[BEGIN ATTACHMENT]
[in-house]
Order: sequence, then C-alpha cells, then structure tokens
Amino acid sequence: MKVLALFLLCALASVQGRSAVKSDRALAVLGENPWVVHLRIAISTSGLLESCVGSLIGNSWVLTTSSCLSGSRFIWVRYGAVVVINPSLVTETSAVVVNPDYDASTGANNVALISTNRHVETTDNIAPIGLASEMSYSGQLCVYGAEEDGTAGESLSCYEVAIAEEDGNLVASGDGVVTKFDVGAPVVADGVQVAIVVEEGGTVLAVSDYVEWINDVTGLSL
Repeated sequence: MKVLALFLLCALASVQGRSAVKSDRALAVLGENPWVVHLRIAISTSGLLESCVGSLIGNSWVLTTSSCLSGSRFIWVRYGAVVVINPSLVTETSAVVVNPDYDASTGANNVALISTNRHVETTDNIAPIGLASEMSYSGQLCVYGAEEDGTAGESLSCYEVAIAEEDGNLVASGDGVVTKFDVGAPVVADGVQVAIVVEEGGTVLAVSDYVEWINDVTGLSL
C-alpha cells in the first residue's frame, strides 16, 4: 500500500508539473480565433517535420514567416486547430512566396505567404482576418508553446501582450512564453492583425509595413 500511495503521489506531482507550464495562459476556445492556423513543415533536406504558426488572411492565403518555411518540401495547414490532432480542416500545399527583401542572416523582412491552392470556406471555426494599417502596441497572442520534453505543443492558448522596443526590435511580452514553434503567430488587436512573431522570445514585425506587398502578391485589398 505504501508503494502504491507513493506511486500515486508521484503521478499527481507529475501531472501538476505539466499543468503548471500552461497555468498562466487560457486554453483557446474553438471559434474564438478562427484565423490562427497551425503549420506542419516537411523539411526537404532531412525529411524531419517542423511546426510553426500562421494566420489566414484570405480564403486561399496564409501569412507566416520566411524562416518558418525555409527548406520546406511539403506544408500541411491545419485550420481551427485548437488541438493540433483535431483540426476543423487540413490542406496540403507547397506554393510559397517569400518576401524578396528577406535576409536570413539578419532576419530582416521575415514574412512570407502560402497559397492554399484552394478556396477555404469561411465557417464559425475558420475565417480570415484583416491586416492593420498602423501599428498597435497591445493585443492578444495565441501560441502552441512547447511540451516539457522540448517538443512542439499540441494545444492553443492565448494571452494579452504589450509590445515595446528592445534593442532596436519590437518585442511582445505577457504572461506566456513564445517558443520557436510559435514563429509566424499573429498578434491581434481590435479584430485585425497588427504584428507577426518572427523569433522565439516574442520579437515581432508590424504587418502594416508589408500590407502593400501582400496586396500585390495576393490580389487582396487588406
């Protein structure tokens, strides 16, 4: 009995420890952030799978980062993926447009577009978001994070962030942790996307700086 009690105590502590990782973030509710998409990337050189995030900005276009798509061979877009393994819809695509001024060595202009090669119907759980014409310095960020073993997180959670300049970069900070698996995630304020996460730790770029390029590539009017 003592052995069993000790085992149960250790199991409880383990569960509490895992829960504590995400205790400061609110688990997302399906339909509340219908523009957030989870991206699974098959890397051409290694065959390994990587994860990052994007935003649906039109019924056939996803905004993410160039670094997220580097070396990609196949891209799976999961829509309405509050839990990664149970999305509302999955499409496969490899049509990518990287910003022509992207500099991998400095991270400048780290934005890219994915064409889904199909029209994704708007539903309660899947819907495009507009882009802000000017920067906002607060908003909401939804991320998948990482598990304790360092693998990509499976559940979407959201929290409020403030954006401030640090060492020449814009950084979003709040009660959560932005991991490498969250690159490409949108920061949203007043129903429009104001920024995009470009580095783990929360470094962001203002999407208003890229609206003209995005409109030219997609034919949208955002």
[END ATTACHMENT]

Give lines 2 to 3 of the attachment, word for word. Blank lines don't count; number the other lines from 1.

Order: sequence, then C-alpha cells, then structure tokens
Amino acid sequence: MKVLALFLLCALASVQGRSAVKSDRALAVLGENPWVVHLRIAISTSGLLESCVGSLIGNSWVLTTSSCLSGSRFIWVRYGAVVVINPSLVTETSAVVVNPDYDASTGANNVALISTNRHVETTDNIAPIGLASEMSYSGQLCVYGAEEDGTAGESLSCYEVAIAEEDGNLVASGDGVVTKFDVGAPVVADGVQVAIVVEEGGTVLAVSDYVEWINDVTGLSL